The Lancasters and the Funks filed for bankruptcy in the United States Bankruptcy Court for the District of Nebraska in FSB brought adversary proceedings in both cases. FSB also brought suit against Donald Funk, an uncle of Robert Funk who acted as a "strawman" with respect to a $70, loan, and obtained a default judgment against him in the amount of $43, plus interest. (KBS App. at).

After receiving notice of FSB's claim for indemnity under the bond in JanuaryKBS filed the present declaratory judgment action on April 23,

 
II. STATUTORY BOND

The bond is tightly crafted to avoid indemnifying merely bad business decisions resulting in loan losses. Its construction is affected by whether the bond is viewed as a statutory bond, as argued by FSB, or purely a common law contract bond as argued by KBS. FSB relies on Iowa Code § which requires officers and employees of state banks to give a bond protecting the bank from loss due to their malfeasance. The statute states:

 
The officers and employees of a state bank having the care, custody, or control of any funds or securities for any * state bank shall give a good and sufficient bond in a company authorized to do business in this state indemnifying the state bank against losses, which may be incurred by reason of any act or acts of fraud, dishonesty, forgery, theft, larceny, embezzlement; wrongful abstraction, misapplication, misappropriation, or other unlawful act committed by such officer or employee directly or through connivance with others, until all of the officer's or employee's accounts with the state bank are fully settled and satisfied.

Id. I agree with FSB that the farmers state bank cedar rapids is a statutory bond governed by the statute. In First American State Bank v. Continental Ins. Co., F.2d (8th Cir. ), the Eighth Circuit, relying on Iowa case law and §held that a bond with similar coverage language was a statutory bond. Id. at (citing American Trust & Savings Bank v. United States Fidelity & Guaranty Co.,  N.W.2d(Iowa )). The Eighth Circuit's discussion was not dicta as suggested by KBS because a finding that the bond was a statutory bond was essential to the court's application of the liberal construction rule accorded such bonds. Id. In American Trust the Iowa Supreme Court had also held a bond with similar coverage language to that here was a statutory bond by reason of § Id. (citing State Surety Co. v. Lensing,  N.W.2d(Iowa )).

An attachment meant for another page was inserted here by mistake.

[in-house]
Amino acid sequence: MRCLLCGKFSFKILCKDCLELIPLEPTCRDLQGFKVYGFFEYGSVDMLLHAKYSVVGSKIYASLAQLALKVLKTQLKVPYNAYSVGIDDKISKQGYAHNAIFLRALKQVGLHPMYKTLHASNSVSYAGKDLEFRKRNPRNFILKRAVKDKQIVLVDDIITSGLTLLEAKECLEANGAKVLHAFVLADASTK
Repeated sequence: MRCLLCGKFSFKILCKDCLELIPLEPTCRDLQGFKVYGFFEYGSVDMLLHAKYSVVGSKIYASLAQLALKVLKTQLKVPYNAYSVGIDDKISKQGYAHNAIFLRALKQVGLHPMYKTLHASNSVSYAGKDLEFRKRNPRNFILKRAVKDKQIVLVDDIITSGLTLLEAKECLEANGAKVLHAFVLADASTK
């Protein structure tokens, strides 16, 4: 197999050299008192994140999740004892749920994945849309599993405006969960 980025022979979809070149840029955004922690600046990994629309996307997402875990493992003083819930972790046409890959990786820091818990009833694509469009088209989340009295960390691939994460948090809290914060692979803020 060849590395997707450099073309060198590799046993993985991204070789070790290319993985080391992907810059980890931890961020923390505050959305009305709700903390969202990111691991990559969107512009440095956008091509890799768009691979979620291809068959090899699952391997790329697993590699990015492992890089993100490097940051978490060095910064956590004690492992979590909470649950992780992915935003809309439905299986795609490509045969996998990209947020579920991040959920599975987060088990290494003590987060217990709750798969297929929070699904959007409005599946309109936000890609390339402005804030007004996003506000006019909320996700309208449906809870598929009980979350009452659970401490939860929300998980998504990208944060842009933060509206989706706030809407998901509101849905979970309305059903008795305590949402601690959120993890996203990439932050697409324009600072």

KBS refers the Court to no Iowa authority to the contrary. It points out, however, that there is a "note" on the lower left-hand corner of first page of its bond form which states: "This is a Fidelity Crime Bond. It is not a faithful performance duty bond or a statutory bond." FSB's president states farmers state bank cedar rapids affidavit the bond was purchased to comply with the requirements of § There is no evidence in the record concerning what representations, if any, were made in connection with the acquisition of the bond. However, if a bond is of a type required by statute the general rule is that "[i]t is presumed that the intention of the parties was to execute such a bond as the law required." 12 mynewextsetup.us2d Bonds § 25 at ("mynewextsetup.us"). This mirrors what the Iowa Supreme Court said long ago with respect to a contractor's bond: